As part of our building trust initiative, each Monday in our newsletter, we explain a journalism term or policy.
This week, we looked at how we ensure advertisers aren’t influencing what you read in our stories.
As we noted last week, The Squamish Chief gets 95% of its funding from advertising.
We get another 5% from other sources, including government grants.
The fact is advertisers do not have a say over news stories.
Our most important obligation as ethical journalists is to serve the public.
We decide on stories based on their interest or importance to readers.
Advertisers buy space in our newspapers to be near our well-read stories; they aren’t buying our stories.
To maintain journalistic integrity, there is built-in respect and distance between the sales department and editorial operations.
While we are colleagues and talk about issues or changes in the community, as all employees do, what doesn’t happen is a salesperson saying to the newsroom that they have to write about company X because they bought an advertisement. It simply does not happen.
Ethics, ethics, ethics
One of the first things wannabe reporters learn in journalism school is that there are a lot of ethical guidelines — taught in ethics courses — that guide the profession.
For example, journalists refuse gifts, favours and any other special treatment.
We also do not participate in political or other outside activities that could — or could appear to — influence our coverage.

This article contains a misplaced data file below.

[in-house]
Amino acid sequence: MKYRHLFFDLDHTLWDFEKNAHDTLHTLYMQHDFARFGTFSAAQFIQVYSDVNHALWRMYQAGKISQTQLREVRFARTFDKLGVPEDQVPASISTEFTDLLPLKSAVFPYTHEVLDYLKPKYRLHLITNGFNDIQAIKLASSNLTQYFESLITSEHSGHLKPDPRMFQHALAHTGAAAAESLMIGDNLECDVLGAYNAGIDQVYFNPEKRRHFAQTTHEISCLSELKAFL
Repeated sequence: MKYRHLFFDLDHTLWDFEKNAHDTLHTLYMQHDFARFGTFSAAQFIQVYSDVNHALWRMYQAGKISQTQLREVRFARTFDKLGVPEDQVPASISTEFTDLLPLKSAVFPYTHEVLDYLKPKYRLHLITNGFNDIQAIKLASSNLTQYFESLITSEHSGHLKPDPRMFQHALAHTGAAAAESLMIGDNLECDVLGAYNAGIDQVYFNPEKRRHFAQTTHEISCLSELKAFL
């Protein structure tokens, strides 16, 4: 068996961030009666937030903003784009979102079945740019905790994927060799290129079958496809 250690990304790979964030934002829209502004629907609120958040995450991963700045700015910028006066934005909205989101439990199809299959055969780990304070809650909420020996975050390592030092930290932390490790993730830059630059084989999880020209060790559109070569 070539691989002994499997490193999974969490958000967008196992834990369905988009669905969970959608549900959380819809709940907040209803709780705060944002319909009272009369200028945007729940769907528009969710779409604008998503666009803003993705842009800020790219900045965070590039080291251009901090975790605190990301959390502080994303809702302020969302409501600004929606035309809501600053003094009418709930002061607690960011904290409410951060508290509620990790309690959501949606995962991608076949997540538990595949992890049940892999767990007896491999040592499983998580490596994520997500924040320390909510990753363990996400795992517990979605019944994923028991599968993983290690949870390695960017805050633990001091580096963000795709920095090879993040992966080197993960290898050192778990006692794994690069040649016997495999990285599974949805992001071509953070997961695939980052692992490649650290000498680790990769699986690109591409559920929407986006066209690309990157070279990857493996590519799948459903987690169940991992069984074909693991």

We very clearly identify any content provided by outside sources, whether paid or not.
Of course, not all journalists or media outlets are ethical, and that is on them.
Our reputations in our profession are very powerful, and we work hard to protect them.
Journalists also refrain from working on stories that they have a connection to through family, friends, or business. In a small town, this is harder than in a big city, so in those rare cases where we write something with any of those connections, we disclose that in a note in the story.
We subscribe to the Canadian Association of Journalists Ethics Guidelines and are also members of the National Newsmedia Council of Canada (NNC), a voluntary, self-regulatory ethics body for the English-language news media industry in Canada.
Check out both sites for more about our ethics.
If you want more of this type of behind-the-scenes information about media, sign up for our free newsletter at www.squamishchief.com/account/mailinglist.